Raw footage for Chicago Slices. The first half of the tape is a continuation of the roast for steelworkers union leader Ed Sadlowski. The second half of the tape features interviews with Julie Fischer and other staff at Parkview Pet Shop in Chicago's Lincoln Park.
00:00Copy video clip URL Studs Terkel finishes his speech about Sadlowski.
01:00Copy video clip URL Presentation of gifts to Eddie and his wife Marlene by union members.
11:30Copy video clip URL Marlene opens her gifts and expresses her gratitude.
13:35Copy video clip URL Eddie offers a speech to a crowd who rises to their feet in applause. He speaks about his life of “working for working people” and says that this is the greatest job ever. He speaks in gratitude for all those who have shared the journey with him over the years. He especially notes his gratitude to his family, and his pride that his kids knew who the labor movement heroes were by the age of 10.
29:55Copy video clip URL Eddie finishes his speech to a standing ovation.
31:05Copy video clip URL Interview with Donna Donlap at Parkview Pet Shop starts.
31:20Copy video clip URL Donna begins telling a “good pet story.” She says that “urban pets” include fish but no dogs and cats. She says the shop is known for its annual Halloween party.
32:30Copy video clip URL Videomaker Andrew Jones asks why people buy fish. Donna says “fish are interesting” and it’s nice to have the “serenity of the movement of water.” Jones asks if a fishbowl is a prison, she says “it’s not any more a prison for a fish than an apartment is for a human. It’s an environment.” She then introduces Andrew to the “fish expert” Julie Fischer.
34:04Copy video clip URL Julie says people keep fish for relaxation, others because they represent a certain country they feel close to. She says she’s been raised around fish, and the store belongs to her mom and her aunt. She shows Andrew her first fish. He asks Julie to show him some “nice fish.” Julie shows how you can train fish to eat from your hand, and demonstrates it to Andrew. She jokes that the fish are “pigs” and do not have to be trained.
36:30Copy video clip URL Julie begins talking about a South American Sicklet. She says her favorite fish story is about a woman who gave mouth-to-mouth resuscitation to her fish. Julie explains they have about 150 fish in the shop. She enjoys being around fish and talking to people who enjoy the same the kinds of things. She talks about some of the fish clubs she is part of, and that people talk about “fish and beer” at these clubs.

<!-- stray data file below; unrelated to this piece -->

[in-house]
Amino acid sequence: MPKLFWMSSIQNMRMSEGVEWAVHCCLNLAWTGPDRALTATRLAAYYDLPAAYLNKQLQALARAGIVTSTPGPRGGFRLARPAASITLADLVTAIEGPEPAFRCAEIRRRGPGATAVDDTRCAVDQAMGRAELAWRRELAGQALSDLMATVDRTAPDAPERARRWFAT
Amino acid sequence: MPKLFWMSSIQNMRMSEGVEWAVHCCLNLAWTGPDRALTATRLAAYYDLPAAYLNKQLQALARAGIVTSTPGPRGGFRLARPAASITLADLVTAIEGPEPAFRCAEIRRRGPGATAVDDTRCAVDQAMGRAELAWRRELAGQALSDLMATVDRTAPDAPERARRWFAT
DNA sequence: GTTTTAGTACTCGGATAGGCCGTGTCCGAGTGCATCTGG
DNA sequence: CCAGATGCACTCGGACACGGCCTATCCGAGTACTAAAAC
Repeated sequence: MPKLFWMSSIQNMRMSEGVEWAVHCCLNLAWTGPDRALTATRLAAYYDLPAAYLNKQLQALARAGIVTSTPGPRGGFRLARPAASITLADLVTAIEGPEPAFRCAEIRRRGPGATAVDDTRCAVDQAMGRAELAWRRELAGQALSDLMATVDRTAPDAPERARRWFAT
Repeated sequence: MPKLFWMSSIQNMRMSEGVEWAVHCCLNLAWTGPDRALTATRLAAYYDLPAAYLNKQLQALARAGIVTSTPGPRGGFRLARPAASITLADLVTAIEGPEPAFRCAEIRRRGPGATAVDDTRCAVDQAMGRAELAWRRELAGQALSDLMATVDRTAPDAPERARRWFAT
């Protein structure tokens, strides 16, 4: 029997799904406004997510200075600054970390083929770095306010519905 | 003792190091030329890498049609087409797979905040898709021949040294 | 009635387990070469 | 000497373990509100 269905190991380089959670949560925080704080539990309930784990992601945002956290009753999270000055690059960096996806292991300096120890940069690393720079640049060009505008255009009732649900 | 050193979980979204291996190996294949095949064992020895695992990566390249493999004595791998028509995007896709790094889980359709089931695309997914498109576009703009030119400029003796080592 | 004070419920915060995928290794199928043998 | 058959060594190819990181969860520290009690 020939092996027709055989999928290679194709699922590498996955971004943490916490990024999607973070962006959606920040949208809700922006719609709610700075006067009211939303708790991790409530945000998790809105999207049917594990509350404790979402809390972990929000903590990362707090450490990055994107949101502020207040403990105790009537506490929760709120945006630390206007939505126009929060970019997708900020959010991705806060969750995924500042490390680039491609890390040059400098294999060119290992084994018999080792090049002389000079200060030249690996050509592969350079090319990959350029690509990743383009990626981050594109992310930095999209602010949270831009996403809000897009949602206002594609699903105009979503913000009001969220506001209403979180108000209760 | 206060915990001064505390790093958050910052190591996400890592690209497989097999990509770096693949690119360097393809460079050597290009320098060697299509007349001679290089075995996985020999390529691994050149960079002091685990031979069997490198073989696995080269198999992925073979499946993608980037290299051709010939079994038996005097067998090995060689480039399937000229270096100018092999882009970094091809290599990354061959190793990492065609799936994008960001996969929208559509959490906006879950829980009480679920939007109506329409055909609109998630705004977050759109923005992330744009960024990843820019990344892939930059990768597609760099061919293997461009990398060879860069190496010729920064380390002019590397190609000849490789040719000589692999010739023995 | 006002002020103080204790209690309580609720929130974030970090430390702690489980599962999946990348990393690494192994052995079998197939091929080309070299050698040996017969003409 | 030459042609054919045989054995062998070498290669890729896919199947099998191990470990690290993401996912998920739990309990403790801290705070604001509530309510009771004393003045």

39:10Copy video clip URL Julie explains that most of the Lodons are not caught but raised. Andrew asks about some other species. He then asks if you can tell anything about a person by the kind of fish they get. “Oh yeah, some people get macho fish, some get very serene fish.”
41:10Copy video clip URL A man jokes about “feeding Oscars” and pretending to have lost a finger.
43:00Copy video clip URL Footage of Julie feeding flakes to fish, she explains you can overfeed and make the tank dirty.
44:00Copy video clip URL She explain that killyfish are very rare, most of them are extinct. Julie then points to “fighting fish.”
45:30Copy video clip URL Andrew asks if fish are aware of human presence; Julie says they come for food. “Some are smart, some are dumb. Smart fish are sicklets and goldfish are dumb.”
47:06Copy video clip URL A woman asks about fish mating; then a man explains that fish lay eggs and leave them, though some guard them. Andrew asks how fish mate. The man shows different species and how they lay eggs.
48:50Copy video clip URL Footage of gerbils; Andrew asks the salesperson about gerbils and hamsters. He says they make “great pets.” Andrew asks how the man got involved in this particular pet shop. Andrew asks why people buy hamsters. “Because they’re easy; not a lot of trouble or expense, food is nominal … They’re cute little furry things.”
50:52Copy video clip URL He explains that some edible rodents are available in Taiwan and Korea, but “most people in the US don’t eat them.”
51:28Copy video clip URL The man shows a Siberian Dwarf Hamster, then pets it. He explains that they live about three years.
52:00Copy video clip URL Andrew asks how the concept of keeping hamsters began; the man explains that it began with keeping mice to feed snakes, and then importation started about 20 years ago. He shows the standard size of a hamster, and explains that the smaller it is the less intimidating it is for small children.
53:47Copy video clip URL Andrew asks about birds. The man then shows the different species of birds. Andrew asks if they can be trained; salesman explains that some can learn to speak. He explains that birds were first imported wild. Then he shows Andrew a pair of lovebirds. The salesman explains that all birds like privacy, as humans do. The more colorful/rare the bird, the more expensive. “We don’t have rare birds because they’re not in the market, but if people ask we can get them.”
57:08Copy video clip URL The lovebirds hide in the box as Andrew is “spying” on them.
57:46Copy video clip URL Andrew sees the variety of parakeets. Footage of pet food and pet accessories are shown. Andrew asks why dogs and cats are not sold. He explains he doesn’t think its humane to keep them in the store. “A lot of dog stores keep them for four or five months and it’s not the healthiest situation.”
60:11Copy video clip URL Footage shows a hamster in the “sky tower” playing. The salesman explains they may need to be enticed with food. He explains that rodents pack their cheeks with food for later. The salesman explains that hamsters differ from gerbils because gerbils have tails.